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Bipartisan infrastructure framework discussion continuing into next week

U.S. Sen. Shelley Moore Capito briefs press on the latest on infrastructure talks. (Screengrab)

CHARLESTON — Despite the failure of a procedural vote Wednesday for a bipartisan infrastructure framework, negotiations between Republican and Democratic U.S. senators will continue with a new deadline of Monday.

Though both of West Virginia’s U.S. Senators — Democrat Joe Manchin and Republican Shelley Moore Capito — remain open-minded and optimistic about the outcome of negotiations on the $1.2 trillion bipartisan infrastructure package (BIF), Capito remains concerns about how the package will be paid for and whether members will have time to read the bill before a possible vote.

“I’m very committed to a good physical infrastructure package that can pass bipartisan and that will make great investments in our airports, roads, bridges, broadband, transit, and all kinds of physical infrastructure packages,” Capito said Thursday in a virtual briefing with West Virginia press.

“I think one of the things that stalling this bipartisan infrastructure package is the fact that we don’t have legislative texts,” Capito continued. “We don’t know what exact programs are included, in what amounts, and how significant.”

Capito was one of 51 senators that voted against a procedural motion Wednesday to begin debate on the BIF package. Senate Majority Leader Chuck Schumer, D-N.Y., set a deadline last week of Wednesday for a group of Republican and Democratic senators to come up with a final agreement on the BIF. Those negotiations are still ongoing with a new deadline set for Monday.

Schumer changed his vote on the procedural motion from yes to no, allowing him to move to reconsider the vote on the motion next week should the bipartisan group come up with a deal. Capito said Schumer’s attempt to pressure a deal with Wednesday’s vote was doomed to fail.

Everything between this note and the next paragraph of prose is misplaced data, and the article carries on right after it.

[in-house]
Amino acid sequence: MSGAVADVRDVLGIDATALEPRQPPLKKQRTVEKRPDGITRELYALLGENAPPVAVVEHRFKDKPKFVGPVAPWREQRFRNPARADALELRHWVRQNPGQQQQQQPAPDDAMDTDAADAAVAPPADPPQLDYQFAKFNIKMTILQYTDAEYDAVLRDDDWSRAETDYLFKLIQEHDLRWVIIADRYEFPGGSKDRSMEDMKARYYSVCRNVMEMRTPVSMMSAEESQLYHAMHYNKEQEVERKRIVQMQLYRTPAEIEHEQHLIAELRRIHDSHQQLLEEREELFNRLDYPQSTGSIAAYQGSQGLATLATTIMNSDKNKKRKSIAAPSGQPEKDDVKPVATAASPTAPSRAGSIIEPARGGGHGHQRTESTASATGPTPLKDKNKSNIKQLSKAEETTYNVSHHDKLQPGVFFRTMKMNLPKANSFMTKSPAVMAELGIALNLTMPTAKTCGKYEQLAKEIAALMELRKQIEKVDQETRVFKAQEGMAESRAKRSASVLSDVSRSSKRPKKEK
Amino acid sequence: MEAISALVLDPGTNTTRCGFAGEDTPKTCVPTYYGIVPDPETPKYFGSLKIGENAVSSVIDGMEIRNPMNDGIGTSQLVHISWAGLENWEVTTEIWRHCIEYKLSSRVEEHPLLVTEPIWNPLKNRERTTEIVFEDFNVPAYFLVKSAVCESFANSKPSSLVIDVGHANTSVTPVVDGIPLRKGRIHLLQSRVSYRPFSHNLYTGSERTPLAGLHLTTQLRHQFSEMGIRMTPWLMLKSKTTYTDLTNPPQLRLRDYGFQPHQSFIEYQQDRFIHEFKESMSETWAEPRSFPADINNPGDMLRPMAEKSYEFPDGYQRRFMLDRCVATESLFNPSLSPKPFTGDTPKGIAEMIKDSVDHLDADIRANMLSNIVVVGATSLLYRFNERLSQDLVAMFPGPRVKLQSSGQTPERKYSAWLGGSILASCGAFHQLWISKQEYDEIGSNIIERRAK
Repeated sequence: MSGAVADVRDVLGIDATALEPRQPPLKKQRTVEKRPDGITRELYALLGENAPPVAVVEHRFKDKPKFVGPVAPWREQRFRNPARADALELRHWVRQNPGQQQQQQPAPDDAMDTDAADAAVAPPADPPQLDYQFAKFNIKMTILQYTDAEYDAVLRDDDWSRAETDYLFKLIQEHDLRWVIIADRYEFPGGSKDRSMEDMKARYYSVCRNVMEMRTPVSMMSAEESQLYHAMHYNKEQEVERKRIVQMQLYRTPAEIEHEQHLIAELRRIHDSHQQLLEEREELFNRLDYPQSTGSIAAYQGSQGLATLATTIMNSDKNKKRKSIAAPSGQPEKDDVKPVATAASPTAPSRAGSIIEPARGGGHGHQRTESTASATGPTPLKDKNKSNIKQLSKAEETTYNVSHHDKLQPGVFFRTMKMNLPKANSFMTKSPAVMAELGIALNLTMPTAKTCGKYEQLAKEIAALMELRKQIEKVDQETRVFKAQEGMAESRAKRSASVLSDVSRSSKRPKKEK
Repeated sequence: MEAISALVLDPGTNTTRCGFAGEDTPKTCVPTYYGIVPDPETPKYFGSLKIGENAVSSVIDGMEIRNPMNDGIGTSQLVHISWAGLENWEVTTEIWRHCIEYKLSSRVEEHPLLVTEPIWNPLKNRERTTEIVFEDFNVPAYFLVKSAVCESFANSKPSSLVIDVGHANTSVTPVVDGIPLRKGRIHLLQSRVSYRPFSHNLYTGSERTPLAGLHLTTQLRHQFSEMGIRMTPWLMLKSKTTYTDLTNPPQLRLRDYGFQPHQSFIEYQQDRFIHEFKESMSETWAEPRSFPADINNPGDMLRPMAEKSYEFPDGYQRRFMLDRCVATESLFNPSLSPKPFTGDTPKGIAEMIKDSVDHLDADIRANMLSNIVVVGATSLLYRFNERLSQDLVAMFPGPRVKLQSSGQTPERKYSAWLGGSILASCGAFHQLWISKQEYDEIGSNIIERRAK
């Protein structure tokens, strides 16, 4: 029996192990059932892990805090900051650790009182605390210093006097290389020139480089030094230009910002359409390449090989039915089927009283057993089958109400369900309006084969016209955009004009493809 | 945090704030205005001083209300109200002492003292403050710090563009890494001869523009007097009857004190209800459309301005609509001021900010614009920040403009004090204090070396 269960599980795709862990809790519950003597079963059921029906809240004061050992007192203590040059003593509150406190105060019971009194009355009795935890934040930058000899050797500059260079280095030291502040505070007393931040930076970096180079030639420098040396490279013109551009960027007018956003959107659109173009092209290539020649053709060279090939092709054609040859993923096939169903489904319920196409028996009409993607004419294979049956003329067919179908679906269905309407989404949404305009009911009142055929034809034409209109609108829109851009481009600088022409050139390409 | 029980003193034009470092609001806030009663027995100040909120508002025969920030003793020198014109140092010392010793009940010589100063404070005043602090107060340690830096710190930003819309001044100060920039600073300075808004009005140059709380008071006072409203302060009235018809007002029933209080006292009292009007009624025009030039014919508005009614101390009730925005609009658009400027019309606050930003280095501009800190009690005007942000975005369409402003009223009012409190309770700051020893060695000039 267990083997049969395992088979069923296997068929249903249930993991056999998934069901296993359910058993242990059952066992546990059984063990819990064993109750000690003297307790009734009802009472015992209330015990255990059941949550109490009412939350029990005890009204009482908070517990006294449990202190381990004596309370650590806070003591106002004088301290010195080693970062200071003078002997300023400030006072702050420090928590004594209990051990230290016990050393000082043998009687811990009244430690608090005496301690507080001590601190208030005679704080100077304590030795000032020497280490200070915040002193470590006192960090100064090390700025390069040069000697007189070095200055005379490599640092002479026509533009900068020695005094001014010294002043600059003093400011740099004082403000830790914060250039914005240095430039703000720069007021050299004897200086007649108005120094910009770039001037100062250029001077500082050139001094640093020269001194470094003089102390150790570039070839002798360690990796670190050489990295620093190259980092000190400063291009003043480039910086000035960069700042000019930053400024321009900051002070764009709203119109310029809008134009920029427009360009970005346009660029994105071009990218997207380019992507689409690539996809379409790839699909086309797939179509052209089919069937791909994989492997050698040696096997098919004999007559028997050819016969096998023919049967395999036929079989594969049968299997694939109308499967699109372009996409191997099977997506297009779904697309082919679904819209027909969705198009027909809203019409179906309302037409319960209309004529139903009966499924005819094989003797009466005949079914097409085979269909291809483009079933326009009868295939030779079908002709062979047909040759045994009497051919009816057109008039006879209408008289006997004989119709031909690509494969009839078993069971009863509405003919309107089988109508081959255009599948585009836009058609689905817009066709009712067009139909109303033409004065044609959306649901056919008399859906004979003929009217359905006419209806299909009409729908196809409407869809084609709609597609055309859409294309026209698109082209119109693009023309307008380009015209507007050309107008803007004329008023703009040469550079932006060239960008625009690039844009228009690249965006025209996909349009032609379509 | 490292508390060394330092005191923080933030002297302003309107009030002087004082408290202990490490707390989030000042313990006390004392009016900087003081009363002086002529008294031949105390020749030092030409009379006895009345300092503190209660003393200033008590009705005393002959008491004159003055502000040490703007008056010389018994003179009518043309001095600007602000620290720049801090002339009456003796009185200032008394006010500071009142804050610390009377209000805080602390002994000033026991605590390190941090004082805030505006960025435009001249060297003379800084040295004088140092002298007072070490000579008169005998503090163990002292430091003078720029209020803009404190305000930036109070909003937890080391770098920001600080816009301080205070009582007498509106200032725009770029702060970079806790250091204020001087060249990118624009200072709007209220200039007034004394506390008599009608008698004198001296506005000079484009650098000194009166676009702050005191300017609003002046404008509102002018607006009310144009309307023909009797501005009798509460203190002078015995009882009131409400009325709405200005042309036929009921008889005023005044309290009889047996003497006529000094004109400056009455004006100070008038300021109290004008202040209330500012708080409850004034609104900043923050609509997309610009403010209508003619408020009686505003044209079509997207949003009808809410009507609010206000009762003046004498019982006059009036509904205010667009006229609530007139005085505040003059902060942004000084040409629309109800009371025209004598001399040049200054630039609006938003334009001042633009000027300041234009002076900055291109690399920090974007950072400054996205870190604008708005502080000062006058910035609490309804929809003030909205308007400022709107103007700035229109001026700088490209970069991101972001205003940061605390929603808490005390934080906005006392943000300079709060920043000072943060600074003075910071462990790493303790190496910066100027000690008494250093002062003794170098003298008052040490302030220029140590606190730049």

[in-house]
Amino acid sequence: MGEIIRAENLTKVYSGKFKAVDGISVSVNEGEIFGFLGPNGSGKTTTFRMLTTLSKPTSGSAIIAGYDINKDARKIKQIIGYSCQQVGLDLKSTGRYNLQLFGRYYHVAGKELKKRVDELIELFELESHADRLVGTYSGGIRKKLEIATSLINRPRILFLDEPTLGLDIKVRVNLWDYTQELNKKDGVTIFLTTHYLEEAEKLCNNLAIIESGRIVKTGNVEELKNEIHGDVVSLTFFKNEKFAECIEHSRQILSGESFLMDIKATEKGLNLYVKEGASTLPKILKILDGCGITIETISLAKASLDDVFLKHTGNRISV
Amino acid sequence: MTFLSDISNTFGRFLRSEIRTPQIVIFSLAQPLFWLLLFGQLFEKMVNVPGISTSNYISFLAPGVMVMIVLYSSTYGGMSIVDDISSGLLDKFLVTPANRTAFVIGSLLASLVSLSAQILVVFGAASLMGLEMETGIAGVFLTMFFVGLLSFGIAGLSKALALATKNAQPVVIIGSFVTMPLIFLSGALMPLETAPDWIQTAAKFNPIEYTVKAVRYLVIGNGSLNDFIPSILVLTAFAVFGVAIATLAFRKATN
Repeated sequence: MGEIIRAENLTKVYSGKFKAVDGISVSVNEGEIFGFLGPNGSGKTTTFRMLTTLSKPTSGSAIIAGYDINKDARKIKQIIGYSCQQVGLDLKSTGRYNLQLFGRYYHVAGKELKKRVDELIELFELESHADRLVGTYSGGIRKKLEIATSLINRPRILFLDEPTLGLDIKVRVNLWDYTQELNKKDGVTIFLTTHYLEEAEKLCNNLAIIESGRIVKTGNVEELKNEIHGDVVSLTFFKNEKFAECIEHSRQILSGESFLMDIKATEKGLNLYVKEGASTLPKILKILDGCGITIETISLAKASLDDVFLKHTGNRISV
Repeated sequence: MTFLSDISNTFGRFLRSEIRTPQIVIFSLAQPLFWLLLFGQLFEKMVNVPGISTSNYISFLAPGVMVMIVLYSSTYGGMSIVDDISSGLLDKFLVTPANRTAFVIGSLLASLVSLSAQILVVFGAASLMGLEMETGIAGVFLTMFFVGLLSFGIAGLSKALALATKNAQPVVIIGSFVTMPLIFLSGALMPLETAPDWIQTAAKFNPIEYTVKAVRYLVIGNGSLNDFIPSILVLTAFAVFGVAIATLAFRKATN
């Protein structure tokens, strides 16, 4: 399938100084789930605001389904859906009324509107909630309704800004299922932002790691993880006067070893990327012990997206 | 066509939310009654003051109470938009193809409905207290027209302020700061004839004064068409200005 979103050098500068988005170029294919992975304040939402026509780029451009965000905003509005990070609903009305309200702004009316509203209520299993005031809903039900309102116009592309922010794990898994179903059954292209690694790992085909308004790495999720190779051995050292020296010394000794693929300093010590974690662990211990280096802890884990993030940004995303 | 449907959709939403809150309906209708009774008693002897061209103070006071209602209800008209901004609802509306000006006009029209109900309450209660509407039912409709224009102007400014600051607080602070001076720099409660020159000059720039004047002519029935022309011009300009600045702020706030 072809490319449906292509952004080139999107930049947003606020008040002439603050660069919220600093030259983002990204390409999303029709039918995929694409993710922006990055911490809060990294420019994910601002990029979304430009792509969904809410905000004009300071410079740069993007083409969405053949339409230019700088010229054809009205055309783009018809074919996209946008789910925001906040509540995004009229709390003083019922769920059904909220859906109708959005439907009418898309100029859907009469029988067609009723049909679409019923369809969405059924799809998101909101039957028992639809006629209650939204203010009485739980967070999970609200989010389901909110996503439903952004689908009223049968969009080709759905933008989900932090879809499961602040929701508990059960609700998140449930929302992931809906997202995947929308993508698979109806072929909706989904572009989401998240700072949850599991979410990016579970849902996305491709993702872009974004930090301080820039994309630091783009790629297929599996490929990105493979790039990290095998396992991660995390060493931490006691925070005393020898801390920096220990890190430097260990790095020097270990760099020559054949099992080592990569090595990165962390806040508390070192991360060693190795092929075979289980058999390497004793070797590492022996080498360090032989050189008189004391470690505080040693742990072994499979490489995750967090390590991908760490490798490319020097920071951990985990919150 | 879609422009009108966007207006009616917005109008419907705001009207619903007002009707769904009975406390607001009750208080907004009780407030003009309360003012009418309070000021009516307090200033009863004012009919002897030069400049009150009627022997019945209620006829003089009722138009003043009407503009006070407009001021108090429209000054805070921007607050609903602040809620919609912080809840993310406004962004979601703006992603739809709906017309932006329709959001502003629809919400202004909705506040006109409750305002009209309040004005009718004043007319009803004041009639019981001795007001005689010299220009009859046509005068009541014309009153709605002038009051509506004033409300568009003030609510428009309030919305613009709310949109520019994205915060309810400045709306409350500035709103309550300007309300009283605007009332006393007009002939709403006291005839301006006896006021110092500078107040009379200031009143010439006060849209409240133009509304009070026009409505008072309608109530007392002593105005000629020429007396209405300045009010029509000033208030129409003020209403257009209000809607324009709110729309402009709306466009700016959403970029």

“We had a vote (Wednesday) that Senator Schumer sort of insisted on … I think he set it up to try to pressure the group to have text ready and everything, and it just didn’t come about because it’s very complicated,” Capito said. “I voted no because I’m not going to vote for something that I don’t know what it is. I didn’t see the details. I don’t know how much it’s going to cost. I don’t know how it’s paid for. I don’t know what it encompasses.”

Manchin, one of the members of the Senate Democratic Caucus involved with BIF negotiations, said in a statement Wednesday that the group is close to a final deal.

“We have made significant progress and are close to a final agreement,” Manchin said. “We will continue working hard to ensure we get this critical legislation right — and are optimistic that we will finalize, and be prepared to advance, this historic bipartisan proposal to strengthen America’s infrastructure and create good-paying jobs in the coming days. We appreciate our colleagues on both sides of the aisle, and the administration, working with us to get this done for the American people.”

“My friends on both sides of the aisle who are on the negotiating team think they’re getting very, very close, so we will see, and we will see what’s in there and how it affects West Virginia,” Capito said.

The $1.2 trillion BIF package – based in part on President Joe Biden’s American Jobs Plan and built on the earlier negotiations between the White House and a Republican team led by Capito – is a traditional infrastructure bill.

The framework includes $579 billion in new infrastructure spending for roads and bridges, highway safety, public transportation, passenger and freight rail, electric vehicle infrastructure, airports, and ports and waterways. It also includes funding for water infrastructure, broadband expansion, environmental remediation, power grid resiliency, and western water storage. The total cost is $1.2 trillion spread out over eight years.

Steven Allen Adams can be reached at sadams@newsandsentinel.com

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